Rite Aid’s pharmacy sales, Rxs filled rise
CAMP HILL, Pa. — Total and front-end same-store sales at Rite Aid decreased during March, while pharmacy sales and prescriptions filled increased, the pharmacy retailer said Thursday.
Compared with last year, front-end same-store sales decreased by 1.8% during the four-week period that ended March 26, which the 4,711-store chain attributed to Easter falling on a later date this year, April 24, than last year, when it occurred on April 4.
Meanwhile, pharmacy sales increased by 0.8%. This included a slight negative effect from the availability of new generics. Prescriptions increased by 0.6%.
Total drug store sales decreased by 0.9% to about $1.95 billion, compared with $1.97 billion in March 2010. Prescription sales accounted for 69.4% of sales, while third-party prescription sales accounted for 96.5% of pharmacy sales.
Veteran diabetics experience less complications, study finds
NEW YORK — Patients that have been handling their diabetes for a long time are less likely to experience complications, according to a new study conducted by Joslin Diabetes Center researchers.
Among 351 participants in the "Joslin 50-Year Medalist Study," researchers found that among veteran Type 1 diabetics — who have been living with the condition for 50 years or more — 43% were free from advanced diabetic eye complications, while 87% were free from kidney disease, 39% were free from nerve disease and 52% were free from cardiovascular disease.
The data "are strong evidence that protective molecular, physiologic or genetic mechanisms in these fortunate individuals fight against the toxic effects of high blood sugars over many decades," said Jennifer Sun, author of one of the papers, which was published in Diabetes Care.
"Insights from the ‘Medalist Study’ are great motivators for patients who have just been diagnosed with diabetes or are early in the disease, particularly younger kids and adolescents," Sun said. "We can tell these patients that we encourage them to control their blood sugars and get their recommended diabetes care, because they can live many decades with excellent vision and the chance to avoid other severe complications."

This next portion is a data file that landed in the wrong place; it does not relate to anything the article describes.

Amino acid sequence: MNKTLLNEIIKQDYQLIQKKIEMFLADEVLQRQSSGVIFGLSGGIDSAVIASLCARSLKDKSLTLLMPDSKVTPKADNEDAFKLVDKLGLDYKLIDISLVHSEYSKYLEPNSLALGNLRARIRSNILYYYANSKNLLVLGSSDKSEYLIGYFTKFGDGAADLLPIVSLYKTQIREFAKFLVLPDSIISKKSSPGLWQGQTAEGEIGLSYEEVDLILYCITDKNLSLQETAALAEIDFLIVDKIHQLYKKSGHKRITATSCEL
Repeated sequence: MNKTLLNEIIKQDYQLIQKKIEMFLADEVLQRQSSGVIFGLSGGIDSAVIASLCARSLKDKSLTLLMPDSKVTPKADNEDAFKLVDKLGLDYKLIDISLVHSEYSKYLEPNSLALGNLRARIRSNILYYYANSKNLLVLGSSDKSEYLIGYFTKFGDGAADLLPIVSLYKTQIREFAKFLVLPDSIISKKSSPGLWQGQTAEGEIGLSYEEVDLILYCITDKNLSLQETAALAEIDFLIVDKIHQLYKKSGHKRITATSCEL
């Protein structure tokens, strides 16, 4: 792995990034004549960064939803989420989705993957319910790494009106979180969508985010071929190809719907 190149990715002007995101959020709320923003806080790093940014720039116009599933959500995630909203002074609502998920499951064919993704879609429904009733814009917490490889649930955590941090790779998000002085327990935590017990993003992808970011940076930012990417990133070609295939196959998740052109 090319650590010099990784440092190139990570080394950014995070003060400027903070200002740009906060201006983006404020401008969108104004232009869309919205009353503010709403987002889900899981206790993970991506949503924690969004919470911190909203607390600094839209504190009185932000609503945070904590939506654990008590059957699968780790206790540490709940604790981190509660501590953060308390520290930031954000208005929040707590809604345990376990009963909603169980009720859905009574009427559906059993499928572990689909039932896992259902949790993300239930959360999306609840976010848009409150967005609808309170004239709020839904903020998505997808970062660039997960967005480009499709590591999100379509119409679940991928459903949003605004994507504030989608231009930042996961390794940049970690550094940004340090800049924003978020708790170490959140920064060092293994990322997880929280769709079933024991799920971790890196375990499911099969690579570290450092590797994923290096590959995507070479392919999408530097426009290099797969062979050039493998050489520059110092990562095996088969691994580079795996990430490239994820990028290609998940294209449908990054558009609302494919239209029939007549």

APhA, Cardinal Health Foundation join forces to curb Rx abuse
SEATTLE — The American Pharmacists Association has teamed up with the Cardinal Health Foundation to fight against prescription drug abuse through several initiatives.
With funding support from the Cardinal Health Foundation, APhA members will take an active role in preventing the abuse and misuse of prescription medications, including the following initiatives:
APhA will encourage its professional and student members to utilize two toolkits, which can be accessed at CardinalHealth.com/GenerationRx, that contain talking points, presentation materials and tips to make it time-efficient and easy for pharmacists and others to discuss the issue of prescription drug abuse in a variety of environments;
A competition among APhA’s Academy of Student Pharmacist chapters, whereby student members utilized Cardinal Health’s GenerationRx toolkit to raise awareness of prescription drug abuse in their communities. Five student chapters recently were recognized for their efforts;
The APhA GenerationRx Award of Excellence, endowed by the Cardinal Health Foundation, which each year will recognize one pharmacist for outstanding efforts in prescription medication abuse prevention; and
The APhA will develop a GenerationRx Preceptor program, which will engage pharmacy educators in efforts to raise awareness of the dangers of prescription drug abuse.
“We believe that as trusted healthcare experts, pharmacists and student pharmacists can play an important role in helping parents, educators, community leaders and teens better understand the dangers of prescription drug abuse,” said Jessica Lineberger, manager of the Cardinal Health Foundation. “We look forward to partnering with [the] APhA to engage [its] members in the fight to save thousands of lives through prescription drug abuse prevention.”